There can be little doubt that general practice will face its ‘Dunkirk moment’ in 2017. Our profession lies exhausted by repeated assaults from a triumphant government intent on stamping out any resistance. We have seen our allies topple one by one – the junior doctors, the consultants – and it is our turn to face the onslaught. Already we are being bombarded by exhortation to surrender to the inevitable. This is now a visceral battle for survival, with nothing but blood, sweat and tears ahead.
Just as in the dark days of June 1940, this is a time for fighting leaders. We do not need polite diplomats reminiscent of a more gentlemanly era who practise appeasement, and who think ‘peace in our time’ can be achieved around a table with politicians who bully, intimidate and lie their way to victory.
Since 2004, GPs have endured a string of defeats, with feeble defence from BMA leaders appointed to protect them. Pensions devalued. QOF goalposts changed. Revalidation hoop-jumping. Ridiculous CQC inspections. Vilification by press and politicians. Practices and people pushed to breaking point and, sadly, beyond.
It is not time for the BMA to be complacent
At each attack, the BMA strategy has been to negotiate to limit the damage. But rarely to counter-attack, and when finally it did over pensions, it was an ineffectual, half-hearted riposte destined to be a failure from the outset.
The grassroots are angry. They are clamouring on social media to overturn years of complacency from leaders who have focused far too often on process and too little on results. The BMA power kegs are not just kept dry, they are degrading from lack of use. It is not time for the BMA to be complacent. The consultants have fired a warning shot with recognition of the HSCA to negotiate on their behalf. This should send shock waves through the BMA establishment. GPs could be next to seek independent recognition.
For many, the final straw was the GPC executive overturning the 2016 Special LMC Conference motion to seek undated resignations from GP members. This desire for action was trampled into dust by leaders lacking the courage for a fight. One of the biggest factors stifling action whenever GPC has actually summoned courage to plan some action is the need to have this ‘approved’ by the overcautious bulk of the BMA and by the ever infighting BMA Council.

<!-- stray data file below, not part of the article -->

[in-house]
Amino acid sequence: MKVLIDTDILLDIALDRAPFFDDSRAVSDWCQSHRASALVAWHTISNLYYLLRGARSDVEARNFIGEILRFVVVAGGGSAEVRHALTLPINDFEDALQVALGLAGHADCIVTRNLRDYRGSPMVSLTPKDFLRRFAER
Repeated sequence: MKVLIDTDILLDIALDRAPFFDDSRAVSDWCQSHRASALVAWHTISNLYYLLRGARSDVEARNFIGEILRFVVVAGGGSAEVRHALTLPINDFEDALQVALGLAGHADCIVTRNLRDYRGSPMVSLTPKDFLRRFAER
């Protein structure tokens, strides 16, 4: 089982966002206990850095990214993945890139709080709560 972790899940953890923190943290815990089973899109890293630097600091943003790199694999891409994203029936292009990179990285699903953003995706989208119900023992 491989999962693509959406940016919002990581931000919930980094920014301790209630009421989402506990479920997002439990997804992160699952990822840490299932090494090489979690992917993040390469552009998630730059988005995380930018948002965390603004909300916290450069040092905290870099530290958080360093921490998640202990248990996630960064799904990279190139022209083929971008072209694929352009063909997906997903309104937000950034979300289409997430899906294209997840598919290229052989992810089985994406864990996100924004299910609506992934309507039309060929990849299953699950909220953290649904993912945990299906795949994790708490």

Many grassroots GPs think it is time for these passive leaders to step aside. We need a new leadership willing to fight, and without significant conflicts of interest. Revolution is in the air. It may be via an internal coup within the GPC itself to appoint activists not frightened to call for industrial action. It may be via formation of an independent National Association of LMCs – after all, why should the LMCs pay the levy if their instructions at conference are flagrantly ignored? It may be via one of the online associations gathering momentum, such as GP Survival, who while still embryonic with 6,000 members, are listening to grassroots GPs, not ignoring them from the comfortable armchairs of Tavistock House and Euston Square.
For too long, the BMA have put the survival of the NHS as their primary goal, willing to sacrifice their members on the altar of that sacred cow. Now it is time for them to produce a fully costed ‘Plan B’, demonstrating willingness to take general practice out of the NHS if necessary, should government resources fail to deliver what could be the most effective primary care service in the world.
Time is short. General practice is close to unconditional surrender. The BMA leadership must finally fight back, or step aside and let others willing do so. Thousands of grassroots GPs want action. As Churchill said as the tide turned in the last war: ‘This is not the end. This is not the beginning of the end. But it is, perhaps, the end of the beginning.’ Now is the time to call us to arms.
Dr Alan Woodall is a GP partner in Wales and founder of GP Survival